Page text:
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With LGBT law ‘Hungary has no place in the EU’: Dutch PM

Dutch Prime Minister Mark Rutte said on Thursday that Hungary should not be part of the EU because of its new law banning LGBT content in schools.

“For me, Hungary has no place in the EU anymore,” Rutte told journalists just before attending an EU summit in Brussels alongside his Hungarian counterpart.

“But I’m not the only one to decide this: there are 26 other (EU countries). This has to be done step by step,” he said.

Controversy over the Hungarian law, adopted last week, threatened to overshadow the first day of the two-day summit, which was meant to focus on geopolitical issues such as fraught ties with Russia.

Hungarian Prime Minister Viktor Orban said as he went into the summit that his EU counterparts misunderstood the law.

“This is not against homosexuality… It’s about the right of the kids and the parents,” he said.

The Netherlands is one of 17 countries that signed a declaration this week raising “grave concerns” over the Hungarian law, and a subsequent letter on Thursday deploring any threats to “the principle of non-discrimination on grounds of sexual orientation”.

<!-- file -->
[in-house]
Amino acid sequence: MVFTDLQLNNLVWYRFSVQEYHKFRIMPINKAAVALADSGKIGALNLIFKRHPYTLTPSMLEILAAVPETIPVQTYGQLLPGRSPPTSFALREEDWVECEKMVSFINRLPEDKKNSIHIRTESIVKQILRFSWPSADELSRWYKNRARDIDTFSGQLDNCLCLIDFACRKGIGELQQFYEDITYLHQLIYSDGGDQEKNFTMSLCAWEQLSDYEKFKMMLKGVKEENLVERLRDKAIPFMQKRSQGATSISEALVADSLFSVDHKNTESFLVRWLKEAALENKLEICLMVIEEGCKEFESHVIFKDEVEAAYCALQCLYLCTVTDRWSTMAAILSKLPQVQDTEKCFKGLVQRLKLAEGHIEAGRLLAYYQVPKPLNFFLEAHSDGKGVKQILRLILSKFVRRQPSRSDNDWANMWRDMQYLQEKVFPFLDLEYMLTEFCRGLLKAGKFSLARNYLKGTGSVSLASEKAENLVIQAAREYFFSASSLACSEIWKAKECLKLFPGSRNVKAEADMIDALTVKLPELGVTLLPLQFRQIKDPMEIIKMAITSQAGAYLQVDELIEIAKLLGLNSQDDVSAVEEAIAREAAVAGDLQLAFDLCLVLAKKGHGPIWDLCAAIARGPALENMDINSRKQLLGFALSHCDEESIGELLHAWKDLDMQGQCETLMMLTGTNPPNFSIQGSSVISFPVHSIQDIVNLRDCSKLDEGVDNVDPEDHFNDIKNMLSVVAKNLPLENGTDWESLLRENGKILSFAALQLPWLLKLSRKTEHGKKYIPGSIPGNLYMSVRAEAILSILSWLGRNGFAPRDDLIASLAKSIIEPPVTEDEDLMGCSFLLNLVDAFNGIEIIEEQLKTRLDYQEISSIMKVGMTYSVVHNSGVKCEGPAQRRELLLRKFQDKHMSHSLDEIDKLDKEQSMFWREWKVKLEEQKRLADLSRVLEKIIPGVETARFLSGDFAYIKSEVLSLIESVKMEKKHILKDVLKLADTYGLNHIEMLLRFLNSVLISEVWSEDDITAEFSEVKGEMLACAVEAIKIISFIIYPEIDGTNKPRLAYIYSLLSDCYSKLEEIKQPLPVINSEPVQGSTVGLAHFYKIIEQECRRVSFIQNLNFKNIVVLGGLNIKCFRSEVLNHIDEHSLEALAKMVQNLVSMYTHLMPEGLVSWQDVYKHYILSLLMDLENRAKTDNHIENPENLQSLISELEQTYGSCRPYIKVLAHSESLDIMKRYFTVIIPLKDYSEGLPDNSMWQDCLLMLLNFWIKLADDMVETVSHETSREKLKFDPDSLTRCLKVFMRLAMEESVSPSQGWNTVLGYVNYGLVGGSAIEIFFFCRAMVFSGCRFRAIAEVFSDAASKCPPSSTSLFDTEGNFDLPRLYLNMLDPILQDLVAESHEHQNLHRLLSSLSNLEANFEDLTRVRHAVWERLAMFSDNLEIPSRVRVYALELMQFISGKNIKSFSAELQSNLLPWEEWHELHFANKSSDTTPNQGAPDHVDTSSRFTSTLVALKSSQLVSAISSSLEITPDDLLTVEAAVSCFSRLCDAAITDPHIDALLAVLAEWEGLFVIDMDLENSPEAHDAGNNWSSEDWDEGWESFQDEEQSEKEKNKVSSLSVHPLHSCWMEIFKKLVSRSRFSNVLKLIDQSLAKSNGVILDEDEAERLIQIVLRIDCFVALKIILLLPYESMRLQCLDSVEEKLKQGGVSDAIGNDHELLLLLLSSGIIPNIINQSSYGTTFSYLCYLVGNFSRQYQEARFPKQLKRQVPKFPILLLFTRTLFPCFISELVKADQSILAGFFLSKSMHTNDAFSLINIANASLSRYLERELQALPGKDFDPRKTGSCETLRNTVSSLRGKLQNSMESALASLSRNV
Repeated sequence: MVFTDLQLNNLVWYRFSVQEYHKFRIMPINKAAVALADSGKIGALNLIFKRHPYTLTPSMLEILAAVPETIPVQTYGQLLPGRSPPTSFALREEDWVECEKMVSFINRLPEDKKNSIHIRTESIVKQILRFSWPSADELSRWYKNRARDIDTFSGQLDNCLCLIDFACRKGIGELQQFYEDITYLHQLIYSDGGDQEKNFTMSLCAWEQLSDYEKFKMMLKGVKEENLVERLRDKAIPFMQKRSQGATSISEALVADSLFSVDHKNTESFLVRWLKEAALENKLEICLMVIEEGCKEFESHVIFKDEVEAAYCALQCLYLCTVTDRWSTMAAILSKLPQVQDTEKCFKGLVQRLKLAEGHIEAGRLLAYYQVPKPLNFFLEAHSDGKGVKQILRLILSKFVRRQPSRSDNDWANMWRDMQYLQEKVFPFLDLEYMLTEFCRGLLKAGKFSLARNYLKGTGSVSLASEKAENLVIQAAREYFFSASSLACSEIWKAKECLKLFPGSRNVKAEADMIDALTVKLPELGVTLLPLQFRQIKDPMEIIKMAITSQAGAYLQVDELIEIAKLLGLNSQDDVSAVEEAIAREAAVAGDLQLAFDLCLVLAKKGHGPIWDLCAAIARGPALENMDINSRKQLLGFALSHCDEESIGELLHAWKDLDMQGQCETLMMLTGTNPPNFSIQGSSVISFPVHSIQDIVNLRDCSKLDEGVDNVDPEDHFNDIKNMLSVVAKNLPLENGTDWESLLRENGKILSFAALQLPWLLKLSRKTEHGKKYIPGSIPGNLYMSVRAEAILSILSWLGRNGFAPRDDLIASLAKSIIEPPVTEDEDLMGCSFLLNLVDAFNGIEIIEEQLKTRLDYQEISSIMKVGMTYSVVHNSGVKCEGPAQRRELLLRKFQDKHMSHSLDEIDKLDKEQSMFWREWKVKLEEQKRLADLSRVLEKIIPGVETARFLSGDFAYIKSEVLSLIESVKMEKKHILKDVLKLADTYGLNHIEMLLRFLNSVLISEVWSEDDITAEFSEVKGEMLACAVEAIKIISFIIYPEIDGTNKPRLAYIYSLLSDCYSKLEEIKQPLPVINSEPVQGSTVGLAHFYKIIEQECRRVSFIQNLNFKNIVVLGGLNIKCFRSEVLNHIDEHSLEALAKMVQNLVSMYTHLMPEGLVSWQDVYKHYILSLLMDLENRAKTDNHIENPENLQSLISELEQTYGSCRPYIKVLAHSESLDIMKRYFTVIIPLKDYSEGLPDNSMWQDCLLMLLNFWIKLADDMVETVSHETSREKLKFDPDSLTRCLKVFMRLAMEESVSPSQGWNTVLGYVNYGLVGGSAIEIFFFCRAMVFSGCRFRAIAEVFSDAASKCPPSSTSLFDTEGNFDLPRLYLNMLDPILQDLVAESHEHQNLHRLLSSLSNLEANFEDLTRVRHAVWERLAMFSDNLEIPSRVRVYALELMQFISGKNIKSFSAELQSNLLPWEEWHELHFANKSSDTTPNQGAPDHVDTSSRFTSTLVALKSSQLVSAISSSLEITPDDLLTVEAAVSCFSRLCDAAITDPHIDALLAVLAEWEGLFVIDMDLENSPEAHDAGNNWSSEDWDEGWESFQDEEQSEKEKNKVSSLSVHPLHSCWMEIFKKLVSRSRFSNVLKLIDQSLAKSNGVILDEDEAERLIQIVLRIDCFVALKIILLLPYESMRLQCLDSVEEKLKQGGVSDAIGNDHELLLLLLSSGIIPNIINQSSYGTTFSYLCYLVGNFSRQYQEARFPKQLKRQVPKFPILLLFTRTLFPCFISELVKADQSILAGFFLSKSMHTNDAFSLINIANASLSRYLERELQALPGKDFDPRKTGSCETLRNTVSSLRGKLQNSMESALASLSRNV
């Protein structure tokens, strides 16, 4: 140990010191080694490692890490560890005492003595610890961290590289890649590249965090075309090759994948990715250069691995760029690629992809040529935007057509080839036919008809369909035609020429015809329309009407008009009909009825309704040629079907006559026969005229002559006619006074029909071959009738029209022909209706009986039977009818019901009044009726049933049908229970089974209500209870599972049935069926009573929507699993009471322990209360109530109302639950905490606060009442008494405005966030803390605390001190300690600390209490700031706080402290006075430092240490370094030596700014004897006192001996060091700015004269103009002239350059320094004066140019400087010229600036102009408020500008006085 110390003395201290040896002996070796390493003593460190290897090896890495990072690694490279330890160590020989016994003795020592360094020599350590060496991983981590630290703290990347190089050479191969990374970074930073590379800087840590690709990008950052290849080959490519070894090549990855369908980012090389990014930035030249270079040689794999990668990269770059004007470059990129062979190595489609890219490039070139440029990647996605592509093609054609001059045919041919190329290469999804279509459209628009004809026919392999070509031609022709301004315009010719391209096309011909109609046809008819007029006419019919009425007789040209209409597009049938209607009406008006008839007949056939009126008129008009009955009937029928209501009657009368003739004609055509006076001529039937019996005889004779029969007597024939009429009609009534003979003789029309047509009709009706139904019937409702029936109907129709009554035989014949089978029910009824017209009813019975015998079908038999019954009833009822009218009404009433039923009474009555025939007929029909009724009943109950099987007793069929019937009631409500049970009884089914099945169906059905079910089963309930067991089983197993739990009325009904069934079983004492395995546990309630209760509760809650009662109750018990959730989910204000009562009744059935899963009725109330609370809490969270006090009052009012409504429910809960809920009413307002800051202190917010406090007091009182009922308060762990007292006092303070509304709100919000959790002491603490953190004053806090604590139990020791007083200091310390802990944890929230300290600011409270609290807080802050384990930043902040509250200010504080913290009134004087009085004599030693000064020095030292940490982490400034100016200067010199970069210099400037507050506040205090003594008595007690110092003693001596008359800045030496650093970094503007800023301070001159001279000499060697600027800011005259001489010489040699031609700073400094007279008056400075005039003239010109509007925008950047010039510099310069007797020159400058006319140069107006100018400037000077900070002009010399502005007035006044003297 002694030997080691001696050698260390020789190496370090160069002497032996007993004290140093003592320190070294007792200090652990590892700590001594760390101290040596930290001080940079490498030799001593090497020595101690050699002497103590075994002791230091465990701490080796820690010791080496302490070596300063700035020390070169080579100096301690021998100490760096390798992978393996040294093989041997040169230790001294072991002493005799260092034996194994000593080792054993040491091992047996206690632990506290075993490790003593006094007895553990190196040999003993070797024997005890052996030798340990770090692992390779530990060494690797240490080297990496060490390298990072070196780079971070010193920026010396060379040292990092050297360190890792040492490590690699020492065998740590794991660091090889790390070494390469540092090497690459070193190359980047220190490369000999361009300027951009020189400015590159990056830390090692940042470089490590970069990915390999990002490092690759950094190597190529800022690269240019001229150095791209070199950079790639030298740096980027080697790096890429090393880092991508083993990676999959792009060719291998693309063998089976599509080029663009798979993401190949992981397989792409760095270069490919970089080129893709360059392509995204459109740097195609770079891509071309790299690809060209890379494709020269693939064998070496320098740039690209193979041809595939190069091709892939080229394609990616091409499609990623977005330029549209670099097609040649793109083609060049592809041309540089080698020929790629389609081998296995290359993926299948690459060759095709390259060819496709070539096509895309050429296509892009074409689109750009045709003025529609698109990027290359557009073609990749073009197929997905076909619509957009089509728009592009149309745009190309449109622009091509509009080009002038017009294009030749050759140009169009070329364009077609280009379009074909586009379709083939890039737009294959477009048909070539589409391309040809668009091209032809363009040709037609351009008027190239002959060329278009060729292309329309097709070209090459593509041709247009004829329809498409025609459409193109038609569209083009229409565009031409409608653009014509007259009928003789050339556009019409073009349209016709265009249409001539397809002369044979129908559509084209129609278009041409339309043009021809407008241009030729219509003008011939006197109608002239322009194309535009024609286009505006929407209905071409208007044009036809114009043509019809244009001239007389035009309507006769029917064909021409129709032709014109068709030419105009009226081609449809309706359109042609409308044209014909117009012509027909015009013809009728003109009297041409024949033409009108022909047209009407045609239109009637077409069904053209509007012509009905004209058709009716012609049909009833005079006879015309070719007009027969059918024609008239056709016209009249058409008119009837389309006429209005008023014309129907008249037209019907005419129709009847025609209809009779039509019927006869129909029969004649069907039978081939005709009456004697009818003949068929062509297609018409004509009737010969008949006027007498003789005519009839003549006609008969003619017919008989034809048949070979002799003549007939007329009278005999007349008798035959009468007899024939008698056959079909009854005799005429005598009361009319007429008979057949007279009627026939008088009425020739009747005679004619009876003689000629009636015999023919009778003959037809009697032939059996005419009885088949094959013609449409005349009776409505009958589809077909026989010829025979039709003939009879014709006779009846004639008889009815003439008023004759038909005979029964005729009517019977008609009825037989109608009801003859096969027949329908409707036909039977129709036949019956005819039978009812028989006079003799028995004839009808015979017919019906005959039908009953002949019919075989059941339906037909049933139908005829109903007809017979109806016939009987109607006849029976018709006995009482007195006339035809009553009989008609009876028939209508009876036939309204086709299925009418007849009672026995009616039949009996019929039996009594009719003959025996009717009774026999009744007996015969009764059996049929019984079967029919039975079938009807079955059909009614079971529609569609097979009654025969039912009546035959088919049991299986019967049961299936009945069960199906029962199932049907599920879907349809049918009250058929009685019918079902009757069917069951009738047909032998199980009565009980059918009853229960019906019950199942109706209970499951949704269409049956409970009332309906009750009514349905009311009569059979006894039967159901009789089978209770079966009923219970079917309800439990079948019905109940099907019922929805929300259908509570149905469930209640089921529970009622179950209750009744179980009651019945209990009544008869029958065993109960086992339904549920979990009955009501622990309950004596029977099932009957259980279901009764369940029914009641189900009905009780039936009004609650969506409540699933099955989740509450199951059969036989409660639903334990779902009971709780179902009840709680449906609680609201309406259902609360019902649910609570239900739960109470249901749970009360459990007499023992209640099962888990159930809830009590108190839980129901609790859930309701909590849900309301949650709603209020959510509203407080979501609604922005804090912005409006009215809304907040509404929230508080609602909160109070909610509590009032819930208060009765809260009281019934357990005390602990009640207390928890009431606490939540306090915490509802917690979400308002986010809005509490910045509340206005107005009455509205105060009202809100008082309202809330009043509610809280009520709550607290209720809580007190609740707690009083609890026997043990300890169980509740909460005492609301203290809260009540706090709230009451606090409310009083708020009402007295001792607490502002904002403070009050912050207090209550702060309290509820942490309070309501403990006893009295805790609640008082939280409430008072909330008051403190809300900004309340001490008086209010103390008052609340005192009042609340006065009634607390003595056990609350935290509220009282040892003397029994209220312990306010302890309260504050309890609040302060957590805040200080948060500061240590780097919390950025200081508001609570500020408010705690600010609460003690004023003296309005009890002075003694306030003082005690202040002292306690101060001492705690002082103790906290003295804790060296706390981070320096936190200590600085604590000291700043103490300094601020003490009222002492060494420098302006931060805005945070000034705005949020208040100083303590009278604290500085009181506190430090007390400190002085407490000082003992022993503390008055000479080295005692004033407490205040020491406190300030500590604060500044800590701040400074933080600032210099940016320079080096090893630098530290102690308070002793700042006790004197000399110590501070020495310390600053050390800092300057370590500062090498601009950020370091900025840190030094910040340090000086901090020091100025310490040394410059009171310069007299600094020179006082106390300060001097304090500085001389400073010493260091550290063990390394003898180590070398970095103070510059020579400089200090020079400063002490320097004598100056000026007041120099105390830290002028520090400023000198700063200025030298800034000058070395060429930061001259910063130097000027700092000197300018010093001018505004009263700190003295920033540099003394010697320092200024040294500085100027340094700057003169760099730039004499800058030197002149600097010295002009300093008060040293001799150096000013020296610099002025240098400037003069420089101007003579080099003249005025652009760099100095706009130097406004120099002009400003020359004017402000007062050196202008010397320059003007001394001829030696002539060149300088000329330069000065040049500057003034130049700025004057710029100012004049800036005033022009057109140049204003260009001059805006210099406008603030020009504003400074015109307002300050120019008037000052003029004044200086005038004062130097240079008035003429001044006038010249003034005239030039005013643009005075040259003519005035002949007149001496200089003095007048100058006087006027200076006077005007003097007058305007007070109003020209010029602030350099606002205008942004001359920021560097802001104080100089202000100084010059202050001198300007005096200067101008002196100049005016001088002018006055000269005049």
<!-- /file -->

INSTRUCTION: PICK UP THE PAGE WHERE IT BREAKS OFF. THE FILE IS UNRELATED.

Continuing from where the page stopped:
Despite his scathing remarks on excluding Hungary from the EU, there is no provision in the European Union treaties to boot out a member state.

There exists only the possibilities of an infringement procedure whereby the European Court of Justice can impose penalties, or an article of the EU treaty that theoretically could lead to the loss of rights in the bloc.

That second option requires unanimity from the other EU member states. But Hungary and Poland — both of which are already targets of infringement procedures for other policies deemed to undercut democratic values — have a pact mutually shielding them from such a manoeuvre.

Rutte said nevertheless “the long-term aim is to bring Hungary to its knees on this point (on the new law)”.

“They must realise that they are either part of the European Union and this community of values, which means that in Hungary… no one can be discriminated against and (everyone) can feel free on grounds of sexuality, skin colour, gender whatever,” he said.